The seated man on the vase to our right of the tree is Nimrod/Herakles. The goal of Nimrod/Herakles in the post-Flood world was to push Noah and his God out of the picture, dispatch those who disagreed with his own mankind-exalting rule and get back to the ancient garden for another bite of the serpent’s apple, its anti-Creator “enlightenment” and the promise of immortality without God.

On the vase-depiction below from 450 B.C, Nimrod/Herakles makes off with the apples as one of the Hesperides gestures for him to stay with them.


Notice on the vase images above, and on the vase images, sculptures and coin below, spanning over seven centuries (500 B.C. to A.D. 250), that the serpent is always depicted in a friendly posture.


On this vase from about 350 B.C., one of the Hesperides tends to the serpent as the other tends to the tree. To our right, Nimrod/Herakles holds one of the serpent’s apples in his hand.


On this vase from about 340 B.C., one of the Hesperides tends to the serpent, another tends to the tree, and a third tends to her own loveliness.


On this vase from about 525 B.C., Cush/Hermes, carrying his two-headed serpent staff representing the serpent’s rule in the pre-Flood world and now in the post-Flood world as well, gestures as if to say, “This is what we’ve been searching for.” Nimrod/Herakles puts apples from the serpent-entwined tree into his basket. The apples represent humanity’s self-exaltation, free from God’s revealed word and judgment. Man is now the measure of all things.



Above we see a computer restoration by Holmes Bryant of the east pediment of the Parthenon whose grand theme was the origin of humanity and the triumph of Zeus- religion after the Flood. The enlargement depicts figures that were known only as K-L-M, until identified in 1982 by Parthenon scholar Kristian Jeppesen as the Hesperides, with the serpent-entwined tree to their proper right.


The mankind-friendly serpent-entwined apple tree in the ancient paradise was part of the pagan world’s collective cultural memory. Above, we see a first century bronze depiction from a temple in Byblos, Lebanon of Nimrod/Herakles with three of the golden apples in his left hand and the serpent-entwined tree behind him.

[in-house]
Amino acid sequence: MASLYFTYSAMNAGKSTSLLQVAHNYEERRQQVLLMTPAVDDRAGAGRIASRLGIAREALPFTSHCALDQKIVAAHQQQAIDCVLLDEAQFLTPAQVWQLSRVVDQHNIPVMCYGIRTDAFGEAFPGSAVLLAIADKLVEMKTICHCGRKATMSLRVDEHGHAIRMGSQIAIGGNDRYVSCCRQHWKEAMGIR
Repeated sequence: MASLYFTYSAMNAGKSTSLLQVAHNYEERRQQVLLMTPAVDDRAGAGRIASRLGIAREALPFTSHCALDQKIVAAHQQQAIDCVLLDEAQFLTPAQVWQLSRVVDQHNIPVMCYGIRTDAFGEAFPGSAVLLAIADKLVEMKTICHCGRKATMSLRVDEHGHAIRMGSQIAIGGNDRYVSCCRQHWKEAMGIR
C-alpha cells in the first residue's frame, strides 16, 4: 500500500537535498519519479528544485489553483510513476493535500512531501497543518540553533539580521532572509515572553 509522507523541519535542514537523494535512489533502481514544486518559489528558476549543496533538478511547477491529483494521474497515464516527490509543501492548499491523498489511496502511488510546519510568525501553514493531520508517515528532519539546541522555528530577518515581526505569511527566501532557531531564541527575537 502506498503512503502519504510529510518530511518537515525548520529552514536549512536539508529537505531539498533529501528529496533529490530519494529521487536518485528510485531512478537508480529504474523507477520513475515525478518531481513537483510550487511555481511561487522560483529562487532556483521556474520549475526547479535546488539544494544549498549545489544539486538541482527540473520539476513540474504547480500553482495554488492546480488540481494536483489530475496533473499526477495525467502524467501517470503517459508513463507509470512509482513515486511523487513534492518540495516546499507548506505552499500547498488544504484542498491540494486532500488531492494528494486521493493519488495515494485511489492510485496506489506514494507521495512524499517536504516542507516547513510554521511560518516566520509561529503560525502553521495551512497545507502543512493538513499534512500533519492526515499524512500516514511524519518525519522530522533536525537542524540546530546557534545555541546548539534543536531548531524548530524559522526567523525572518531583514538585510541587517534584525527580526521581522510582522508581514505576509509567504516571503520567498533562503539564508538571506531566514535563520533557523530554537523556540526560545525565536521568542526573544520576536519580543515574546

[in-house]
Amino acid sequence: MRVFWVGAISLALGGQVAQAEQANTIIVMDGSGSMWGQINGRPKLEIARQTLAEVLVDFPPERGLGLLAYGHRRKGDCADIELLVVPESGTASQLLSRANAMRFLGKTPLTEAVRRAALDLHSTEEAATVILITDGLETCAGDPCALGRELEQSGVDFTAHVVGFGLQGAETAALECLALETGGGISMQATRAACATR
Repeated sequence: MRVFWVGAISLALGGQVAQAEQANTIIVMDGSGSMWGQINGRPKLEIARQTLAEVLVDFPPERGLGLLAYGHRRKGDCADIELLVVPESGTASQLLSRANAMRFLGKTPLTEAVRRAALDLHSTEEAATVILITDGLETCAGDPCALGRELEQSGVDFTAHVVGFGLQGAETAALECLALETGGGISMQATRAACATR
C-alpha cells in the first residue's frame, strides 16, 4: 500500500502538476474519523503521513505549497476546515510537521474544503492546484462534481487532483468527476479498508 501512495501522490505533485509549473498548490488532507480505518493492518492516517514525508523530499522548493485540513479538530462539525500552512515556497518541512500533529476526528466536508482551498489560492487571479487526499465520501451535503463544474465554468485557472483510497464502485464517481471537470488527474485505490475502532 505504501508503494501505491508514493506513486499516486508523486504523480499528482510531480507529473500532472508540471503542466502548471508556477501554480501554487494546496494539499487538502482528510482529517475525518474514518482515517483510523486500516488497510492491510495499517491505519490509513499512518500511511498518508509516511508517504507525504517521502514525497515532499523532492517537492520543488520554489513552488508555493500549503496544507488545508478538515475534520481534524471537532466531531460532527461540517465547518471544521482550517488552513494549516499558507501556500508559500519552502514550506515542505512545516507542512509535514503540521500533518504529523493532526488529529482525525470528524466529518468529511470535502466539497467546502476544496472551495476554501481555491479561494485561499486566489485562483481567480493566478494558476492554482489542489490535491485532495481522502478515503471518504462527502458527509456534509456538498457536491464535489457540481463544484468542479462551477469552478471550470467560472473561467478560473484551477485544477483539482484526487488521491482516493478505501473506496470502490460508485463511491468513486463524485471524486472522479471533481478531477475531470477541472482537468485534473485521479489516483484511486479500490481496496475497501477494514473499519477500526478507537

The Romans borrowed their pantheon from the Greeks, using Latin names. On this Roman coin from the third century, we see Nimrod/Herakles (the Roman Hercules), the serpent-entwined apple tree and three Hesperides.

Depictions of the original garden paradise and Herakles obtaining the apples from its serpent-entwined tree after the Flood are extremely important in Greek religious iconography. They are at the very heart of the Greek religious boast: Humanity will embrace the serpent’s “enlightenment” and be as gods.

Related depictions of this subject appeared sculpted over the entrance to the temple of Zeus at Olympia, inside Zeus’s temple on a painting, sculpted next to an image of Athena in Hera’s temple at Olympia, carved therein on the cedar wood chest of Kypselos, sculpted on the temple of Hephaistos in Athens, and in addition to the ones shown here, on numerous red- and black-figure vases from the Archaic and Classical periods.

Without reference to Genesis, the long struggle of the Greek hero Herakles to obtain the apples from the serpent-entwined tree in the ancient paradise is meaningless. With reference to Genesis, we can see clearly in their ancient art that the Greeks knew exactly where humanity originated.

On one hand, ancient Greek ancestor worship with its exaltation of the serpent’s “enlightenment” contradicts the teaching of the word of God; on the other, if properly understood – as we see in the many Greek depictions of the ancient garden paradise – it reinforces the truth about our origins as revealed in the early chapters of Genesis.

“Genesis Characters and Events in Ancient Greek Art” contains more than 140 color images from ancient Greek temple and vase art. The revelations in it are astounding. Get your copy from the WND Superstore today.